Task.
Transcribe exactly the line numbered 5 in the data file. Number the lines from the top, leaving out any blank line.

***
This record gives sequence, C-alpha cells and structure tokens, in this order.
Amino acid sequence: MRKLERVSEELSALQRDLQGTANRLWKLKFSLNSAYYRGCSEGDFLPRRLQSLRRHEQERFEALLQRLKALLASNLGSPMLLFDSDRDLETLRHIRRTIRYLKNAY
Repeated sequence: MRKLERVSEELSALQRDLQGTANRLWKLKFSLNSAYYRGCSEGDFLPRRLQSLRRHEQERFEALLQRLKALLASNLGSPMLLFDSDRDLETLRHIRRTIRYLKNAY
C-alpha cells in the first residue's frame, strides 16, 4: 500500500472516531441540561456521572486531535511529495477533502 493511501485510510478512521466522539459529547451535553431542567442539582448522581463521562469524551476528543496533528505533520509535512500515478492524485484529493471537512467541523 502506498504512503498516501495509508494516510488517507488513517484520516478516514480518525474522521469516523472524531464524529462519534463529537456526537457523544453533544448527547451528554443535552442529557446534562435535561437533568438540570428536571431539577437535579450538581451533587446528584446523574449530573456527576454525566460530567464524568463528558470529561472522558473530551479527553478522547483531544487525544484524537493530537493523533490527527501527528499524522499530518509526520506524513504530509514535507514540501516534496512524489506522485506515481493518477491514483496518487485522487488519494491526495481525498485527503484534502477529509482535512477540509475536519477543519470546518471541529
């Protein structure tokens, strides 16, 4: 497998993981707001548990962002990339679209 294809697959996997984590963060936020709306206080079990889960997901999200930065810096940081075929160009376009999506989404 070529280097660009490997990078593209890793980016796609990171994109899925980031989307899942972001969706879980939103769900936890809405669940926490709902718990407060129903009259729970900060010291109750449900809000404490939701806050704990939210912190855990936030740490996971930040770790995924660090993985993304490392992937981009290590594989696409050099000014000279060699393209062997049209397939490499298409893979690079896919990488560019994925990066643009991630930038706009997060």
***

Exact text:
């Protein structure tokens, strides 16, 4: 497998993981707001548990962002990339679209 294809697959996997984590963060936020709306206080079990889960997901999200930065810096940081075929160009376009999506989404 070529280097660009490997990078593209890793980016796609990171994109899925980031989307899942972001969706879980939103769900936890809405669940926490709902718990407060129903009259729970900060010291109750449900809000404490939701806050704990939210912190855990936030740490996971930040770790995924660090993985993304490392992937981009290590594989696409050099000014000279060699393209062997049209397939490499298409893979690079896919990488560019994925990066643009991630930038706009997060």